New Imaging Techniques Find Hidden Scars in Brain
Arrays of MRI detectors could help doctors pinpoint the tiny structural flaws behind epilepsy and other disorders.
As the fetal brain develops, new neurons are born and migrate to different parts of the brain, forming the complex and highly ordered structure of the cerebral cortex. But every now and again, that process goes awry. Sometimes tiny architectural glitches in the cortex lead to big problems, such as the uncontrolled electrical storms in the brain that underlie seizures.
Now higher-resolution brain-imaging technologies could help doctors find these hidden flaws, allowing surgeons to remove the damaged area – and giving scientists new insight into the causes of epilepsy.
Epilepsy is characterized by recurring seizures, caused by uncontrolled waves of electrical activity that propagate throughout the brain. About two-thirds of epilepsy patients can control the disease with drugs. The remaining third can sometimes undergo surgery to remove the tiny section of brain tissue that sparks seizures – but only if surgeons can find the offending spot with a brain scan.
Scientists estimate that about 25 percent of these patients have tiny abnormalities – which likely originated during cortical development – that are too subtle to be detected with traditional brain imaging. But new imaging technologies, such as those being developed by researchers at the Martinos Center for Biomedical Imaging at Massachusetts General Hospital (MGH) in Boston, are bringing relief to these patients. In a study released last fall, Ellen Grant, chief of pediatric neuroradiology at MGH, and colleagues were able to detect lesions in about two-thirds of epileptic patients whose previous brain scans had been declared normal, making these patients better candidates for neurosurgery. The team is now engineering even higher-resolution devices, which they’ll use to study learning disabilities and other developmental disorders, such as autism.
“This technology is a very good improvement over previous high-resolution technologies,” says Imad Najm, an epilepsy expert at the Cleveland Clinic in Ohio. “It will allow us to see some lesions we did not see before and to see bigger lesions where we could see only smaller ones, lesions which were just the tip of the iceberg.”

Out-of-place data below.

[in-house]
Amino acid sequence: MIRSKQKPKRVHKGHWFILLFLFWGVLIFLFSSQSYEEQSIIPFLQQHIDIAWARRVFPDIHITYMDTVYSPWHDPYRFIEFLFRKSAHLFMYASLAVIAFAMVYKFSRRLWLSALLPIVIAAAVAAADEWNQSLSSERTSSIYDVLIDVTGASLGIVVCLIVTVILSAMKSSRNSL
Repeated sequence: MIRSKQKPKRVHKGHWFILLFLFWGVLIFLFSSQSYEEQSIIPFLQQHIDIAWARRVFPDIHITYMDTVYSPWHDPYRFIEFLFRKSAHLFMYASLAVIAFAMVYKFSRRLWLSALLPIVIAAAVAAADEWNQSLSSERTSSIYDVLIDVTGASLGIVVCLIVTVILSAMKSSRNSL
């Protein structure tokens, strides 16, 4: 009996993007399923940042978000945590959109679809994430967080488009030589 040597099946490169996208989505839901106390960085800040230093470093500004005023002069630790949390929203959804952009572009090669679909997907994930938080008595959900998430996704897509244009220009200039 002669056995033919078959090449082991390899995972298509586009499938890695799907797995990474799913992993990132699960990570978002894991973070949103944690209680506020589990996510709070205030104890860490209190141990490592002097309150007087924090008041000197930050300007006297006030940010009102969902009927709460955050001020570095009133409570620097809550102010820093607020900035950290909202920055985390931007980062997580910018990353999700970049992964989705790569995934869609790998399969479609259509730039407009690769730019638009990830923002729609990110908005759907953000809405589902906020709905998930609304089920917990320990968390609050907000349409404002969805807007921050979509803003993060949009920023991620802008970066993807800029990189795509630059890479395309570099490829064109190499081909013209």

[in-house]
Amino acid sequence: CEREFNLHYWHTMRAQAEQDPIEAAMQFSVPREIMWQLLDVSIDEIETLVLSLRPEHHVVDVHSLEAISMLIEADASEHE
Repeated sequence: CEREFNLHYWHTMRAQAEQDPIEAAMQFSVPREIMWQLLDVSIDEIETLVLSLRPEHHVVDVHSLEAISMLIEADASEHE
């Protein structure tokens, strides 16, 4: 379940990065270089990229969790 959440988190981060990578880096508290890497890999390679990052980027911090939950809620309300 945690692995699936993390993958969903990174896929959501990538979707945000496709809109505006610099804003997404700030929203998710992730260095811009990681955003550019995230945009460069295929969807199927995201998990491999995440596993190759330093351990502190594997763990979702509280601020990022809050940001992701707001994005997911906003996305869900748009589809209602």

With traditional magnetic resonance imaging (MRI), a large magnet is coupled with a radio-frequency detector that picks up characteristic signals from different tissues in the brain, generating a detailed picture of the brain’s structure. Scientists are now developing devices that use arrays of anywhere from 8 to 256 detectors to get higher-resolution images of the brain. “It’s like a compound eye for MRI,” says Bruce Rosen, director of the Martinos Center.
Each detector is positioned over a specific part of the brain, generating a high-resolution image of that tiny piece. (With conventional scanners, a single detector picks up signals from the entire brain, generating a much lower signal-to-noise ratio.) The sections are then put together to form a detailed picture of the whole brain. “You can make individual channels smaller, so they have greater sensitivity to parts of the head that are close to that channel,” says Graham Wiggins, a research fellow in radiology at Harvard Medical School, who helps to engineer the arrays.
These array detectors are fast becoming standard practice – Siemens now offers a commercial 32-channel array system. But Wiggins’ team, in collaboration with Siemens, is engineering much denser arrays with even better resolution, that they say would be useful for understanding a number of neurological diseases. “We might be able to see white matter anomalies connected to multiple sclerosis or early changes related to Alzheimer’s disease,” he says.
Cleveland’s Najm says the higher resolution is key to understanding epilepsy and other diseases. “I think we need to continue to improve imaging ability, until we get to a cellular resolution about 10 to 15 microns, where a cell will be seen as cell. Then we can really see the cellular organization.” He adds that combining MRI with other types of imaging, such as molecular imaging, which allows scientists to examine activity inside a cell, will also help identify abnormalities associated with epilepsy.
Grant and colleagues are now trying to couple these high-resolution structural images with other technologies that measure the electrical activity of a seizure, to determine exactly how structural glitches generate seizures.
Extremely high-resolution imaging has its downside, too, though. It’s possible, for example, that many people have tiny cortical flaws that don’t noticeably affect their health. “The more sensitive the imaging studies get, the more you have to think about how findings are related to the illness,” says William H. Theodore, chief of the Clinical Epilepsy Section at the National Institutes of Health in Bethesda, MD. He adds that the value of new imaging technologies also depends heavily on the person reading the scan. “An expert reader of a somewhat inferior MRI scan may do just as well as a less expert [reader] of a better MRI scan,” he says.
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